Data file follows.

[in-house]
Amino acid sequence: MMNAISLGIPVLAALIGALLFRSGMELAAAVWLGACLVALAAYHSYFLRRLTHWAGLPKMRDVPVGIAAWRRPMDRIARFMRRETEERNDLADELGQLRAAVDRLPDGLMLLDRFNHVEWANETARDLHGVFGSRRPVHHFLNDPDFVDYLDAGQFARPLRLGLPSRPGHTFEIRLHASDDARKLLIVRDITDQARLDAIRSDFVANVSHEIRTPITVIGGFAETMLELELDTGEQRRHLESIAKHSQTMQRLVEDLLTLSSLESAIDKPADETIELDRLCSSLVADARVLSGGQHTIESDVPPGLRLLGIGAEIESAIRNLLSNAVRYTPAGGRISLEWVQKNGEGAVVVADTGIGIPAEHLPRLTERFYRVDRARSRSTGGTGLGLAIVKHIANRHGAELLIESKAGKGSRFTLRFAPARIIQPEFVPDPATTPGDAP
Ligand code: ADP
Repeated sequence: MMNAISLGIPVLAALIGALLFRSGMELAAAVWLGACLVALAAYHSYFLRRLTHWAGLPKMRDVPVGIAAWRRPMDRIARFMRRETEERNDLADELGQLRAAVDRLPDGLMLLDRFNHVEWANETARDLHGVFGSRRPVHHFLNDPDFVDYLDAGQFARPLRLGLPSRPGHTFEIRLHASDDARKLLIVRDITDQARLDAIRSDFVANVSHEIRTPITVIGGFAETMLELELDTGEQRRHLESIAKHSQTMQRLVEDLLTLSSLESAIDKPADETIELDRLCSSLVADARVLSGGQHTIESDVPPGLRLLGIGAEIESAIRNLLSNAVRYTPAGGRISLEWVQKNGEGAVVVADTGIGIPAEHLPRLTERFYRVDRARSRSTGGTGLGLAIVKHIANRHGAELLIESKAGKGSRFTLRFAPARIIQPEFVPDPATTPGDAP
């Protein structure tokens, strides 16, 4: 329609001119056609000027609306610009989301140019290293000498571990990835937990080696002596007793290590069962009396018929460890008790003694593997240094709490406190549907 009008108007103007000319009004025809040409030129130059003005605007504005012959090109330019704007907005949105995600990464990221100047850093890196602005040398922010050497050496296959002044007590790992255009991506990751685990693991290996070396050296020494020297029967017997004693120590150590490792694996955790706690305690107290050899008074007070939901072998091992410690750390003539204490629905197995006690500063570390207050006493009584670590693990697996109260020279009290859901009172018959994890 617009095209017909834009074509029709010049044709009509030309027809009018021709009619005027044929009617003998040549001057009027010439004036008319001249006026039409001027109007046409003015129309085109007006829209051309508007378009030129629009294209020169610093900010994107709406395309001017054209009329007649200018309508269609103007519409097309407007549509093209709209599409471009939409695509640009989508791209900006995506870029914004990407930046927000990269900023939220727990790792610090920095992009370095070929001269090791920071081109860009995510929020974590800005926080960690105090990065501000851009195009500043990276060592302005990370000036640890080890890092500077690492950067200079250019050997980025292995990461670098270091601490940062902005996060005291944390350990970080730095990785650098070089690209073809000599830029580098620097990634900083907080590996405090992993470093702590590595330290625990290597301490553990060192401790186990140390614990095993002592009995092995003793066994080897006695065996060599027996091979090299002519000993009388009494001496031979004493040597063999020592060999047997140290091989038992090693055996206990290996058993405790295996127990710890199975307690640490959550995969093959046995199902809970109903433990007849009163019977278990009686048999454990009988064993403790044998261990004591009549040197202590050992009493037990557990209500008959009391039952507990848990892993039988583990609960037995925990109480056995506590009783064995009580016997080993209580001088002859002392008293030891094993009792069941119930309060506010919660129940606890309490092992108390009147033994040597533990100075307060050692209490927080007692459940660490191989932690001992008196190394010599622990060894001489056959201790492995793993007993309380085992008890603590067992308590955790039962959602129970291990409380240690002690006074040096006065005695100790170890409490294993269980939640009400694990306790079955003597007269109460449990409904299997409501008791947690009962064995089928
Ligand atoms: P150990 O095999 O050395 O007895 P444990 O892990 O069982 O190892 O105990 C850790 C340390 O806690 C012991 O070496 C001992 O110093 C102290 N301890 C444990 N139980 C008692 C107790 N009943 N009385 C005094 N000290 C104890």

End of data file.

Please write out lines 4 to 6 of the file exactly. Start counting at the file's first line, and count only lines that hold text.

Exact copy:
Repeated sequence: MMNAISLGIPVLAALIGALLFRSGMELAAAVWLGACLVALAAYHSYFLRRLTHWAGLPKMRDVPVGIAAWRRPMDRIARFMRRETEERNDLADELGQLRAAVDRLPDGLMLLDRFNHVEWANETARDLHGVFGSRRPVHHFLNDPDFVDYLDAGQFARPLRLGLPSRPGHTFEIRLHASDDARKLLIVRDITDQARLDAIRSDFVANVSHEIRTPITVIGGFAETMLELELDTGEQRRHLESIAKHSQTMQRLVEDLLTLSSLESAIDKPADETIELDRLCSSLVADARVLSGGQHTIESDVPPGLRLLGIGAEIESAIRNLLSNAVRYTPAGGRISLEWVQKNGEGAVVVADTGIGIPAEHLPRLTERFYRVDRARSRSTGGTGLGLAIVKHIANRHGAELLIESKAGKGSRFTLRFAPARIIQPEFVPDPATTPGDAP
């Protein structure tokens, strides 16, 4: 329609001119056609000027609306610009989301140019290293000498571990990835937990080696002596007793290590069962009396018929460890008790003694593997240094709490406190549907 009008108007103007000319009004025809040409030129130059003005605007504005012959090109330019704007907005949105995600990464990221100047850093890196602005040398922010050497050496296959002044007590790992255009991506990751685990693991290996070396050296020494020297029967017997004693120590150590490792694996955790706690305690107290050899008074007070939901072998091992410690750390003539204490629905197995006690500063570390207050006493009584670590693990697996109260020279009290859901009172018959994890 617009095209017909834009074509029709010049044709009509030309027809009018021709009619005027044929009617003998040549001057009027010439004036008319001249006026039409001027109007046409003015129309085109007006829209051309508007378009030129629009294209020169610093900010994107709406395309001017054209009329007649200018309508269609103007519409097309407007549509093209709209599409471009939409695509640009989508791209900006995506870029914004990407930046927000990269900023939220727990790792610090920095992009370095070929001269090791920071081109860009995510929020974590800005926080960690105090990065501000851009195009500043990276060592302005990370000036640890080890890092500077690492950067200079250019050997980025292995990461670098270091601490940062902005996060005291944390350990970080730095990785650098070089690209073809000599830029580098620097990634900083907080590996405090992993470093702590590595330290625990290597301490553990060192401790186990140390614990095993002592009995092995003793066994080897006695065996060599027996091979090299002519000993009388009494001496031979004493040597063999020592060999047997140290091989038992090693055996206990290996058993405790295996127990710890199975307690640490959550995969093959046995199902809970109903433990007849009163019977278990009686048999454990009988064993403790044998261990004591009549040197202590050992009493037990557990209500008959009391039952507990848990892993039988583990609960037995925990109480056995506590009783064995009580016997080993209580001088002859002392008293030891094993009792069941119930309060506010919660129940606890309490092992108390009147033994040597533990100075307060050692209490927080007692459940660490191989932690001992008196190394010599622990060894001489056959201790492995793993007993309380085992008890603590067992308590955790039962959602129970291990409380240690002690006074040096006065005695100790170890409490294993269980939640009400694990306790079955003597007269109460449990409904299997409501008791947690009962064995089928
Ligand atoms: P150990 O095999 O050395 O007895 P444990 O892990 O069982 O190892 O105990 C850790 C340390 O806690 C012991 O070496 C001992 O110093 C102290 N301890 C444990 N139980 C008692 C107790 N009943 N009385 C005094 N000290 C104890």